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Marketing for your business: What is it you really want?
Ronnie Harris of VJH Marketing asks is marketing what you want or what you need?
I recently read a post on LinkedIn from a fellow marketer. Initially, it made me smile, then it made me think. The post was:
- I’m looking for a marketer. We have a fantastic product, but we don’t have any money to advertise.
You’re not looking for a marketer, you’re looking for an investor.
- I’m looking for a marketer. I know we need bigger visibility, but my business partner doesn’t agree.
You’re not looking for a marketer, you’re looking for a mediator.
- I’m looking for a marketer. Do you guarantee to double my sales in two months?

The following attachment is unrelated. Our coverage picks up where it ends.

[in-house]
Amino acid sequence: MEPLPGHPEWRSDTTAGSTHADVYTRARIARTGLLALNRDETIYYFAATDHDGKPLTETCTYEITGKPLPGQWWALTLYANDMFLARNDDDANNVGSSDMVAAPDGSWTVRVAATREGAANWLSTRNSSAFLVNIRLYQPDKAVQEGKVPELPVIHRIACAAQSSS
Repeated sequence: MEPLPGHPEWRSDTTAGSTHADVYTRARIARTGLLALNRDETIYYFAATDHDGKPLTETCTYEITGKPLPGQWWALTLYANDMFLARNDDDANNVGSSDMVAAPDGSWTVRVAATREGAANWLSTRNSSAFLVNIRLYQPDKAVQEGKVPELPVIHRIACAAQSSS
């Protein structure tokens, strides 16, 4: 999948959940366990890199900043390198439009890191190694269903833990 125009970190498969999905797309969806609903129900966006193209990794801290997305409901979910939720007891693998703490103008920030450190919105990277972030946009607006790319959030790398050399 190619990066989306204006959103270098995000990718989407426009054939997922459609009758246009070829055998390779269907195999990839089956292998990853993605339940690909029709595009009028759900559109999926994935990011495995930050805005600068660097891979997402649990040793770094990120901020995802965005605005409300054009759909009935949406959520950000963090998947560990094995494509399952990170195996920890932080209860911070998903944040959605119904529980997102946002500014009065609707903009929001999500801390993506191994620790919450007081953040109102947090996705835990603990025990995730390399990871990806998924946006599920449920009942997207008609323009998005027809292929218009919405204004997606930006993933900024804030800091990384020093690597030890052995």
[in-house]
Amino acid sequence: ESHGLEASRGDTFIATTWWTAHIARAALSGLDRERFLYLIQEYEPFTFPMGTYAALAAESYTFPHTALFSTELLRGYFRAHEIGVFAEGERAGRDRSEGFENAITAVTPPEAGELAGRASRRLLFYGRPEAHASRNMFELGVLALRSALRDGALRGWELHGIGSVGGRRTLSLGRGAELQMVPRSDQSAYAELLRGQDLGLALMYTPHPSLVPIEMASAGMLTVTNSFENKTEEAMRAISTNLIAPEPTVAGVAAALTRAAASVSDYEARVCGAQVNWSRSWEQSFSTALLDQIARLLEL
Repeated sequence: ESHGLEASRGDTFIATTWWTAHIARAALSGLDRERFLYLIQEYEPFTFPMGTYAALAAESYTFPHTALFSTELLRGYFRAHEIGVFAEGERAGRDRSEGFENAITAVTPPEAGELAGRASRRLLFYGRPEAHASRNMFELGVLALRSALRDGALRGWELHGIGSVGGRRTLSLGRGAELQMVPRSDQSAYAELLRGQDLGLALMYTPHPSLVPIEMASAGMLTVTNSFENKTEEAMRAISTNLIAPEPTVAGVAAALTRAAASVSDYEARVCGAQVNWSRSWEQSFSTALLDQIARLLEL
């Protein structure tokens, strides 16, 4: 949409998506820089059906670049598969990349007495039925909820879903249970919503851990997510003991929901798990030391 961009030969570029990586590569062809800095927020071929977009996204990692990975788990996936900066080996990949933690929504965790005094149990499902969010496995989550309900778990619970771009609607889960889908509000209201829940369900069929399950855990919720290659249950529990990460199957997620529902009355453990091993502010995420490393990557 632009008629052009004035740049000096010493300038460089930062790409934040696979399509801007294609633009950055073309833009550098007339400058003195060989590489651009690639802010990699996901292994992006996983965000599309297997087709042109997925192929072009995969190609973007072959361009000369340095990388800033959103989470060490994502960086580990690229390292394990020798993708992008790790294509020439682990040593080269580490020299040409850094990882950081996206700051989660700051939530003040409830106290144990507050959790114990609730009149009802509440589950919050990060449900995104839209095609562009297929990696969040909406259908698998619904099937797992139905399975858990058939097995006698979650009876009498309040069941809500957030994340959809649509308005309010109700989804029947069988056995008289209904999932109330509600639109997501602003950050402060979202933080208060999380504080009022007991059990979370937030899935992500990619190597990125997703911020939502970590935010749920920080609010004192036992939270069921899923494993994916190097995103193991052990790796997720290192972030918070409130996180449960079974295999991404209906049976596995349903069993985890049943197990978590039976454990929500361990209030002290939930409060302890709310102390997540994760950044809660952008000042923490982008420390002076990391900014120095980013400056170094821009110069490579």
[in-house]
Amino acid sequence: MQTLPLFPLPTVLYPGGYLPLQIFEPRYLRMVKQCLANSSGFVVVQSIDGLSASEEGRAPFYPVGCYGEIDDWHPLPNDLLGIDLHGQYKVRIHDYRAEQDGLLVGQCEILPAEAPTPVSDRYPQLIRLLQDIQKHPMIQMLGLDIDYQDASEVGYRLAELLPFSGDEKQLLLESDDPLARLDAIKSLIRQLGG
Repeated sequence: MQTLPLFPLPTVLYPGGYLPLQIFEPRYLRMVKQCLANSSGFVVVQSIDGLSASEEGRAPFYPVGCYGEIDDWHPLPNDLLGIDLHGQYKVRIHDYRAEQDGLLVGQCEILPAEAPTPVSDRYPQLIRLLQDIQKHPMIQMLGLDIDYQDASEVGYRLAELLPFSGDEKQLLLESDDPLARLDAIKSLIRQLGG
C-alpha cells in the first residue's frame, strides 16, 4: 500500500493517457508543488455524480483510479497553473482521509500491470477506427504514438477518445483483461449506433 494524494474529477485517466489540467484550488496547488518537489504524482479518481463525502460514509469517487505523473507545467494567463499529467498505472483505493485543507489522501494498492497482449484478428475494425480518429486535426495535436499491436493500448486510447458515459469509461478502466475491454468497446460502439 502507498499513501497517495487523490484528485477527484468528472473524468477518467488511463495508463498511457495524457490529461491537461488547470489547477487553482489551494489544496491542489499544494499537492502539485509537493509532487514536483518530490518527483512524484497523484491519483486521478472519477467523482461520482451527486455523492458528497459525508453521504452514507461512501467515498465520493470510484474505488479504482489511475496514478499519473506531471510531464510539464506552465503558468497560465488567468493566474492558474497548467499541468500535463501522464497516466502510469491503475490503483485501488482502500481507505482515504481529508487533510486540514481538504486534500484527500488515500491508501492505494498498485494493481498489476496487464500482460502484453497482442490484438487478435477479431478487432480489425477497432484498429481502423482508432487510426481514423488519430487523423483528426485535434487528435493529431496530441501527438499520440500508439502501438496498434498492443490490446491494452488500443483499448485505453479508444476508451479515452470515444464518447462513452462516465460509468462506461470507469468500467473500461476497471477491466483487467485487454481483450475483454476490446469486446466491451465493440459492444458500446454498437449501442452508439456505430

You’re not looking for a marketer, you’re looking for a magician!
I’ve been in business since December 2018 having come from a background of in-house marketing and have learnt (the hard way) to make sure that I manage the client’s expectations as well as my own.
The most common conversation starter for me seems to be ‘I’m so busy, I need some marketing’. My reaction used to be ‘Yay, here’s a chance for some work.’ We’d then discuss how I could help. They’d get excited because they liked what they heard. I’d get excited at the prospect of new work even though it wasn’t my area of specialism.
I should have stopped the conversation right there and asked them about the problems they were facing in their business and not the problems they were having due to the lack of marketing activity. Because usually, marketing is the least of their worries. It typically turns out to be a lack of resource, unexpected demand on their time due to a large order/project, family demands … you get the picture.